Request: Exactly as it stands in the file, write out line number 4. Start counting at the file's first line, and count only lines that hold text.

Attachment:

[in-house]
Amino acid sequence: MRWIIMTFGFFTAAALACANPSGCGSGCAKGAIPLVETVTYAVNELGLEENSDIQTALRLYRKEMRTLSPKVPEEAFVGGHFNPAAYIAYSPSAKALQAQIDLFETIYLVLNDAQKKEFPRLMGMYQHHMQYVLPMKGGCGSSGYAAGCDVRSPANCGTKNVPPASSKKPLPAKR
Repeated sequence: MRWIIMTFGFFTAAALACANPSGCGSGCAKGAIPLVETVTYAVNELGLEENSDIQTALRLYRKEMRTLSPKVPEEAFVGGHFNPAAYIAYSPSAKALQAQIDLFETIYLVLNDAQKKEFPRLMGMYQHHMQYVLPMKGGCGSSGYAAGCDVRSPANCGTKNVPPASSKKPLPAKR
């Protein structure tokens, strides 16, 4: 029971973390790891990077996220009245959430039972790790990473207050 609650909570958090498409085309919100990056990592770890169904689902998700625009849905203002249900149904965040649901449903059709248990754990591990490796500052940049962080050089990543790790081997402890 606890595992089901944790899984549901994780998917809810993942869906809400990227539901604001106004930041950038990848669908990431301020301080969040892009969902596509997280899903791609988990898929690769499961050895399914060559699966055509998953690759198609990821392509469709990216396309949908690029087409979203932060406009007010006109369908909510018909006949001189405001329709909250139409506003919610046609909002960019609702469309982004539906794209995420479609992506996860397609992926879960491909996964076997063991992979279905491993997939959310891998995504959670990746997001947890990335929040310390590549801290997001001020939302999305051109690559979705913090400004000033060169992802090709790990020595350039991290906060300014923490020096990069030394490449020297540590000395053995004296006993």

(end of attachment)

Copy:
């Protein structure tokens, strides 16, 4: 029971973390790891990077996220009245959430039972790790990473207050 609650909570958090498409085309919100990056990592770890169904689902998700625009849905203002249900149904965040649901449903059709248990754990591990490796500052940049962080050089990543790790081997402890 606890595992089901944790899984549901994780998917809810993942869906809400990227539901604001106004930041950038990848669908990431301020301080969040892009969902596509997280899903791609988990898929690769499961050895399914060559699966055509998953690759198609990821392509469709990216396309949908690029087409979203932060406009007010006109369908909510018909006949001189405001329709909250139409506003919610046609909002960019609702469309982004539906794209995420479609992506996860397609992926879960491909996964076997063991992979279905491993997939959310891998995504959670990746997001947890990335929040310390590549801290997001001020939302999305051109690559979705913090400004000033060169992802090709790990020595350039991290906060300014923490020096990069030394490449020297540590000395053995004296006993």